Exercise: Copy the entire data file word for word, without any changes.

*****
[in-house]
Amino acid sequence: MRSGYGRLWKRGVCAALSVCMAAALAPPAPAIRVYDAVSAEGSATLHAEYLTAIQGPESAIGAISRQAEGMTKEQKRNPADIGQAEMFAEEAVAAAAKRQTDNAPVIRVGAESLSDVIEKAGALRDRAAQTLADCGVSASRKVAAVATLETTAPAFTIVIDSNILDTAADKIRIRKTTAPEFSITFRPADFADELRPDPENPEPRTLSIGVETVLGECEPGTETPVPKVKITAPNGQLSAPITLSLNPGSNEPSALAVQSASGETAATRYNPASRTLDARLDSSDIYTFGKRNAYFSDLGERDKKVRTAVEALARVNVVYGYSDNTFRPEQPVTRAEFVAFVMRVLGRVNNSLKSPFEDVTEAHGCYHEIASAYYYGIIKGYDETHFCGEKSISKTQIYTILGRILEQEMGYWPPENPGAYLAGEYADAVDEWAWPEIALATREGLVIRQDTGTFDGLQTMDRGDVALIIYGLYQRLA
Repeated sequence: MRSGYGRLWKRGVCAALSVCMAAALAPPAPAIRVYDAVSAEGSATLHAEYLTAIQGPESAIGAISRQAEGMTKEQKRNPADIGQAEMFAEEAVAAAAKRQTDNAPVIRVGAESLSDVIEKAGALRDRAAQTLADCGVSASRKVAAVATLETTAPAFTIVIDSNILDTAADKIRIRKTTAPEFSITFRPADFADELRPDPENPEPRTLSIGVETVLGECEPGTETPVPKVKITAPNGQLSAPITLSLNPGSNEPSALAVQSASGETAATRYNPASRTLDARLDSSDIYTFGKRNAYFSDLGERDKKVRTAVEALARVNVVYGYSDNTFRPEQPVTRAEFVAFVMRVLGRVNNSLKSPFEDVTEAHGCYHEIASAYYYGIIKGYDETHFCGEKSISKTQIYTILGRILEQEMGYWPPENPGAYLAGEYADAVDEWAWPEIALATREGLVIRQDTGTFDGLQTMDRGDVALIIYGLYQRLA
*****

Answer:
[in-house]
Amino acid sequence: MRSGYGRLWKRGVCAALSVCMAAALAPPAPAIRVYDAVSAEGSATLHAEYLTAIQGPESAIGAISRQAEGMTKEQKRNPADIGQAEMFAEEAVAAAAKRQTDNAPVIRVGAESLSDVIEKAGALRDRAAQTLADCGVSASRKVAAVATLETTAPAFTIVIDSNILDTAADKIRIRKTTAPEFSITFRPADFADELRPDPENPEPRTLSIGVETVLGECEPGTETPVPKVKITAPNGQLSAPITLSLNPGSNEPSALAVQSASGETAATRYNPASRTLDARLDSSDIYTFGKRNAYFSDLGERDKKVRTAVEALARVNVVYGYSDNTFRPEQPVTRAEFVAFVMRVLGRVNNSLKSPFEDVTEAHGCYHEIASAYYYGIIKGYDETHFCGEKSISKTQIYTILGRILEQEMGYWPPENPGAYLAGEYADAVDEWAWPEIALATREGLVIRQDTGTFDGLQTMDRGDVALIIYGLYQRLA
Repeated sequence: MRSGYGRLWKRGVCAALSVCMAAALAPPAPAIRVYDAVSAEGSATLHAEYLTAIQGPESAIGAISRQAEGMTKEQKRNPADIGQAEMFAEEAVAAAAKRQTDNAPVIRVGAESLSDVIEKAGALRDRAAQTLADCGVSASRKVAAVATLETTAPAFTIVIDSNILDTAADKIRIRKTTAPEFSITFRPADFADELRPDPENPEPRTLSIGVETVLGECEPGTETPVPKVKITAPNGQLSAPITLSLNPGSNEPSALAVQSASGETAATRYNPASRTLDARLDSSDIYTFGKRNAYFSDLGERDKKVRTAVEALARVNVVYGYSDNTFRPEQPVTRAEFVAFVMRVLGRVNNSLKSPFEDVTEAHGCYHEIASAYYYGIIKGYDETHFCGEKSISKTQIYTILGRILEQEMGYWPPENPGAYLAGEYADAVDEWAWPEIALATREGLVIRQDTGTFDGLQTMDRGDVALIIYGLYQRLA